UCL Discovery
UCL home » Library Services » Electronic resources » UCL Discovery

The role of HIV-1 in the pathogenesis of cerebral cortical changes in HIV-positive patients: a study using immunohistochemistry and the polymerase chain reaction

Sinclair, Elizabeth; (1993) The role of HIV-1 in the pathogenesis of cerebral cortical changes in HIV-positive patients: a study using immunohistochemistry and the polymerase chain reaction. Doctoral thesis (Ph.D), UCL (University College London). Green open access

[img]
Preview
Text
The_role_of_hiv-1_in_the_patho.pdf

Download (20MB) | Preview

Abstract

The human immunodeficiency virus (HIV-1) is believed to cause neurological dysfunctions, including dementia. Subcortical lesions were originally thought to underlie these problems; however, the recent application of immunohistochemical and morphometric methods has revealed that cortical changes, consisting of a glial cell reaction and a loss of nerve cells, are also present in AIDS. It has even been suggested that these cortical changes are a more likely correlate of dementia, especially since the association between subcortical lesions and dementia "is not entirely convincing. As yet, the existence of HIV-1 within these cortical lesions has not been demonstrated; indeed, viral antigen and nucleic acid are found more often in the white matter than in the cortex. This study attempts to correlate the presence of HIV-1 in the cerebral cortex, with changes in astrocyte and microglial cell density and morphology. The frontal cortex of AIDS patients with and without immunohistochemical evidence of HIV-1 cerebral infection and HIV-1-seropositive non-AIDS brains were compared with normal controls. However, immunohistochemical localisation of HIV-1 may not be optimal. A more sensitive detection technique, the polymerase chain reaction (PCR), was therefore also employed, to detect HIV-1 proviral DNA from the cortex of AIDS and HIV-1-seropositive non-AIDS cases. HIV-1 antigens were found in the cortex of a small proportion of AIDS brains, despite being present the white matter of many cases. In fact, when antigen was 3 detected in the cortex and white matter of the same section, antigen was invariably more abundant in the white matter. In contrast, HIV-1 proviral DNA can be detected in both cortex and white matter of the majority of AIDS patients using PCR. The amount of proviral DNA seems to be equal in both regions, while there is a clear difference in antigen detection. These findings suggest that although both regions are infected, replication of HIV is more restricted in the cortex, than in the white matter. HIV-1 antigen was not detected in any of the HIV-1-seropositive non-AIDS brains; however proviral DNA was detected in 2 out of 8 cases, confirming that HIV- 1 can enter the brain at a relatively early stage of disease. An astroglial reaction was observed in the anterior frontal cortex of the majority of AIDS patients, but not in most of the HIV-1-seropositive non-AIDS. A more subtle microglial cell reaction was also present in many AIDS cases whilst the density of microglial cells was significantly higher in the HIV-1-seropositive non-AIDS cases than the AIDS. However, it was not determined whether this was due to the different risk factors or the stage of disease. The presence of HIV-1 proviral DNA in the cortex of AIDS brains was associated with an increased density of GFAP positive astrocytes and the presence of reactive microglial cells. However these changes also existed, although less severely, in cases from which HIV-1 proviral DNA was not detected. These results suggest that HIV-1 contributes to the glial reaction observed in the cerebral cortex, but is not the only factor involved.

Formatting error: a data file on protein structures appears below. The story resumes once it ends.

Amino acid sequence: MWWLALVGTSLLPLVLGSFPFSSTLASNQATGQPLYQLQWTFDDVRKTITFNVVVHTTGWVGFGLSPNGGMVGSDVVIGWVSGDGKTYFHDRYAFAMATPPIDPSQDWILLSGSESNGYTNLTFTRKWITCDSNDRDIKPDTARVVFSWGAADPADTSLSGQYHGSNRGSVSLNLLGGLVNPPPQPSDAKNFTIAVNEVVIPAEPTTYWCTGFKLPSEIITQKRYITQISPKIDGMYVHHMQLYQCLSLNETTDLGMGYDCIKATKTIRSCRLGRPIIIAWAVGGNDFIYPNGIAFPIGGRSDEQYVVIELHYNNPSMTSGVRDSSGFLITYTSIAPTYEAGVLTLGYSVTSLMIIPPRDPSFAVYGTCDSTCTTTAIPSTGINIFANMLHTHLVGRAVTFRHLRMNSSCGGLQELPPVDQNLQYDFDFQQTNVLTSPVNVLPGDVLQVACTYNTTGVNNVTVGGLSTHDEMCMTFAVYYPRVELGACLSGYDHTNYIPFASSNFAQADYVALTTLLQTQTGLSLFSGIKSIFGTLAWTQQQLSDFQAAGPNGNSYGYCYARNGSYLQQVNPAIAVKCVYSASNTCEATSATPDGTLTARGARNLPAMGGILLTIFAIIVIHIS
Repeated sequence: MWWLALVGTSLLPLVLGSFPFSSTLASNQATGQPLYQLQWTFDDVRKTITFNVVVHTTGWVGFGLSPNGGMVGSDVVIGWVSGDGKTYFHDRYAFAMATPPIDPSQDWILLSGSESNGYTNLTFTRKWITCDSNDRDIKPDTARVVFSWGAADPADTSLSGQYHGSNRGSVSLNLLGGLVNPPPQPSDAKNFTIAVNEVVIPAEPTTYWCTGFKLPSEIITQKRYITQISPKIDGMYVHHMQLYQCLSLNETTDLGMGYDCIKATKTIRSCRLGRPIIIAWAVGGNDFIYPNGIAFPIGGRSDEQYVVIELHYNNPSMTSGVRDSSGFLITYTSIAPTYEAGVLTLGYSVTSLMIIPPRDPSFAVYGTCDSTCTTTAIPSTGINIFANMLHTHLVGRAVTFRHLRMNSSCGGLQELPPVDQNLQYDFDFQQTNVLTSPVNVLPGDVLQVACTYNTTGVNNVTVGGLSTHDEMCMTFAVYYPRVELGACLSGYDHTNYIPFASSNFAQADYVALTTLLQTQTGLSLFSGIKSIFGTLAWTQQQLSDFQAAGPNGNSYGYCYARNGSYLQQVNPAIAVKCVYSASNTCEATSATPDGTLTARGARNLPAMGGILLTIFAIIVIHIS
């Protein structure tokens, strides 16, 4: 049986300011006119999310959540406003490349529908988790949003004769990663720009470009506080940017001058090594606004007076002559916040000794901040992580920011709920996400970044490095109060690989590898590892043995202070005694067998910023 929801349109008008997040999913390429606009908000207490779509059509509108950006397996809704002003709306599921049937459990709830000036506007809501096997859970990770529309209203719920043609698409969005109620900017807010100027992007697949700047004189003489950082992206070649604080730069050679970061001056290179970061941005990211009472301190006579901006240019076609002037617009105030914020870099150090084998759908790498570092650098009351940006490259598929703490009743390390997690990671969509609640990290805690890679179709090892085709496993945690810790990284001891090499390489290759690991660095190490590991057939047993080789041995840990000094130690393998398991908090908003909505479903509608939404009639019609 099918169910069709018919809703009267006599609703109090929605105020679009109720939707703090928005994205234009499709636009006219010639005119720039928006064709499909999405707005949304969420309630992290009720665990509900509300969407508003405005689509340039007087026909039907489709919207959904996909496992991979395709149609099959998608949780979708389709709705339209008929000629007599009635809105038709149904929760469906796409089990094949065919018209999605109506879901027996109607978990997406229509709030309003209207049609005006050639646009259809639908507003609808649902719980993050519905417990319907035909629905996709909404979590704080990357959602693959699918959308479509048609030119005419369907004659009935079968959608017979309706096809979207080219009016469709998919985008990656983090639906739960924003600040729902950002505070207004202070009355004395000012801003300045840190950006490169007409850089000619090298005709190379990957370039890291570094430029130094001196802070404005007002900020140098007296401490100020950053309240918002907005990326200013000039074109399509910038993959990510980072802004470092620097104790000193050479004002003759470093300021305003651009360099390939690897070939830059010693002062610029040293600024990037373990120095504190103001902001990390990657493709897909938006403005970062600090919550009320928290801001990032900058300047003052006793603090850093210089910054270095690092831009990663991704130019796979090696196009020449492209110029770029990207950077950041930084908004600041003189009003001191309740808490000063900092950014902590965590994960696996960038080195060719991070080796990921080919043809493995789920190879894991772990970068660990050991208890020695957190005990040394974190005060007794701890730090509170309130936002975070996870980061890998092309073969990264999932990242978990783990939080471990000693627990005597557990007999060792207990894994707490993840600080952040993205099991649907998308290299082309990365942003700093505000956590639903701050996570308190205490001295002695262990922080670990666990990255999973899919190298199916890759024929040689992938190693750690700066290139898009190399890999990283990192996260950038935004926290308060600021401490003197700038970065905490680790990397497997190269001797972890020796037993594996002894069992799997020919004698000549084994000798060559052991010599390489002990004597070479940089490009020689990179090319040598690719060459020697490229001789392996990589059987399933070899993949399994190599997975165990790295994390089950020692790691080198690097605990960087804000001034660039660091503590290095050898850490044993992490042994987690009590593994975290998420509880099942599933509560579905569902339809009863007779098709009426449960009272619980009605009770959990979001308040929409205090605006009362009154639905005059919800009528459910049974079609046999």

Type: Thesis (Doctoral)
Qualification: Ph.D
Title: The role of HIV-1 in the pathogenesis of cerebral cortical changes in HIV-positive patients: a study using immunohistochemistry and the polymerase chain reaction
Open access status: An open access version is available from UCL Discovery
Language: English
Additional information: Thesis digitised by ProQuest.
Keywords: Biological sciences
URI: https://discovery.ucl.ac.uk/id/eprint/10122115
Downloads since deposit
0Downloads
Download activity - last month
Download activity - last 12 months
Downloads by country - last 12 months

Archive Staff Only

View Item View Item